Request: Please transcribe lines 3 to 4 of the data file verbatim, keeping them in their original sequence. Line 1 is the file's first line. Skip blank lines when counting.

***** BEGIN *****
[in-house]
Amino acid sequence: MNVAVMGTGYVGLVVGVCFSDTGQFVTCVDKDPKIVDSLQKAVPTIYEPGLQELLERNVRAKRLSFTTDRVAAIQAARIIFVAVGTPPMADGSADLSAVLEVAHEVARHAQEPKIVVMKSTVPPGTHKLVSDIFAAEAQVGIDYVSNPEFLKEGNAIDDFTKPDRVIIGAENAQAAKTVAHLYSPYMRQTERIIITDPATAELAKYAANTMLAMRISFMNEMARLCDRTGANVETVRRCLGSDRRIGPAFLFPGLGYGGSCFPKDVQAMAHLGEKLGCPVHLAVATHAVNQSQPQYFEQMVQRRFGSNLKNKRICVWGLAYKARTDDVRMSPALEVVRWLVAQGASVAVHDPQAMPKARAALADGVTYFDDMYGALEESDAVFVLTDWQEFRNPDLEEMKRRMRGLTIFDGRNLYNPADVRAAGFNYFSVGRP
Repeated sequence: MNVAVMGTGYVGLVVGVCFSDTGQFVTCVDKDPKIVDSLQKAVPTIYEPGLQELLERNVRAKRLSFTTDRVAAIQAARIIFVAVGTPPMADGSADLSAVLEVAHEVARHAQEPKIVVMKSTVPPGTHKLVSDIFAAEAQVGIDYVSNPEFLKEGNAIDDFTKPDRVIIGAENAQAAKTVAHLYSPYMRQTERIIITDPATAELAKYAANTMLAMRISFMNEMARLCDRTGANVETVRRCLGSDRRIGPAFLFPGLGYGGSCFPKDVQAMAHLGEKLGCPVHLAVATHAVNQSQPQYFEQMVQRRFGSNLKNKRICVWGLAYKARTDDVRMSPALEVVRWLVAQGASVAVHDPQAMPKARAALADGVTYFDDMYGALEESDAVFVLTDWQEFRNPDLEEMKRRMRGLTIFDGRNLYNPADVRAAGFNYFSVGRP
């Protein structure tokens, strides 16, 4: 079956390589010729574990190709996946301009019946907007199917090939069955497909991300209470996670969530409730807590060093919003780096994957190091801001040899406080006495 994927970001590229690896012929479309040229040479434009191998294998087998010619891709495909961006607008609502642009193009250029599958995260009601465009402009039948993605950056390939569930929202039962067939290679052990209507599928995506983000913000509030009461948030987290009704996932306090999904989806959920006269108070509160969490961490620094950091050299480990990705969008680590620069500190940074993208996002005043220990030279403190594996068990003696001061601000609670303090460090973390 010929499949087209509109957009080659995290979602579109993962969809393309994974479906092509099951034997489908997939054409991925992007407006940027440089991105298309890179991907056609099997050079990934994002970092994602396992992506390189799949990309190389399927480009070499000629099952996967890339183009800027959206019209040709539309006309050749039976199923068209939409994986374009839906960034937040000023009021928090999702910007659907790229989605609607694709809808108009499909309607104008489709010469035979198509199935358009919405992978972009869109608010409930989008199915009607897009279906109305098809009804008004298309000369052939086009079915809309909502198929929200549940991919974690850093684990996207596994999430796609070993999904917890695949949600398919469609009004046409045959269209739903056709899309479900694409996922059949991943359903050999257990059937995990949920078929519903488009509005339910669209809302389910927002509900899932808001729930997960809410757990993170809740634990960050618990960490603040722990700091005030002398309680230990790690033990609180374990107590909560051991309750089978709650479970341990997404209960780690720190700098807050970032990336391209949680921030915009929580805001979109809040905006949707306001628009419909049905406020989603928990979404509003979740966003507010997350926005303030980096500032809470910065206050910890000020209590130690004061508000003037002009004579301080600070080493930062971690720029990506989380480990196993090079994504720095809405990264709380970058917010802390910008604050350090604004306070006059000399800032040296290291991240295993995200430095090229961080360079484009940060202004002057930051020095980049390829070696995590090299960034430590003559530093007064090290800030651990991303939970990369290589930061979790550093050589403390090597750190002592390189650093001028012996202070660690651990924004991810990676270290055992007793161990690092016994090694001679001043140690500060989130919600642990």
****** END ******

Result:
Repeated sequence: MNVAVMGTGYVGLVVGVCFSDTGQFVTCVDKDPKIVDSLQKAVPTIYEPGLQELLERNVRAKRLSFTTDRVAAIQAARIIFVAVGTPPMADGSADLSAVLEVAHEVARHAQEPKIVVMKSTVPPGTHKLVSDIFAAEAQVGIDYVSNPEFLKEGNAIDDFTKPDRVIIGAENAQAAKTVAHLYSPYMRQTERIIITDPATAELAKYAANTMLAMRISFMNEMARLCDRTGANVETVRRCLGSDRRIGPAFLFPGLGYGGSCFPKDVQAMAHLGEKLGCPVHLAVATHAVNQSQPQYFEQMVQRRFGSNLKNKRICVWGLAYKARTDDVRMSPALEVVRWLVAQGASVAVHDPQAMPKARAALADGVTYFDDMYGALEESDAVFVLTDWQEFRNPDLEEMKRRMRGLTIFDGRNLYNPADVRAAGFNYFSVGRP
């Protein structure tokens, strides 16, 4: 079956390589010729574990190709996946301009019946907007199917090939069955497909991300209470996670969530409730807590060093919003780096994957190091801001040899406080006495 994927970001590229690896012929479309040229040479434009191998294998087998010619891709495909961006607008609502642009193009250029599958995260009601465009402009039948993605950056390939569930929202039962067939290679052990209507599928995506983000913000509030009461948030987290009704996932306090999904989806959920006269108070509160969490961490620094950091050299480990990705969008680590620069500190940074993208996002005043220990030279403190594996068990003696001061601000609670303090460090973390 010929499949087209509109957009080659995290979602579109993962969809393309994974479906092509099951034997489908997939054409991925992007407006940027440089991105298309890179991907056609099997050079990934994002970092994602396992992506390189799949990309190389399927480009070499000629099952996967890339183009800027959206019209040709539309006309050749039976199923068209939409994986374009839906960034937040000023009021928090999702910007659907790229989605609607694709809808108009499909309607104008489709010469035979198509199935358009919405992978972009869109608010409930989008199915009607897009279906109305098809009804008004298309000369052939086009079915809309909502198929929200549940991919974690850093684990996207596994999430796609070993999904917890695949949600398919469609009004046409045959269209739903056709899309479900694409996922059949991943359903050999257990059937995990949920078929519903488009509005339910669209809302389910927002509900899932808001729930997960809410757990993170809740634990960050618990960490603040722990700091005030002398309680230990790690033990609180374990107590909560051991309750089978709650479970341990997404209960780690720190700098807050970032990336391209949680921030915009929580805001979109809040905006949707306001628009419909049905406020989603928990979404509003979740966003507010997350926005303030980096500032809470910065206050910890000020209590130690004061508000003037002009004579301080600070080493930062971690720029990506989380480990196993090079994504720095809405990264709380970058917010802390910008604050350090604004306070006059000399800032040296290291991240295993995200430095090229961080360079484009940060202004002057930051020095980049390829070696995590090299960034430590003559530093007064090290800030651990991303939970990369290589930061979790550093050589403390090597750190002592390189650093001028012996202070660690651990924004991810990676270290055992007793161990690092016994090694001679001043140690500060989130919600642990």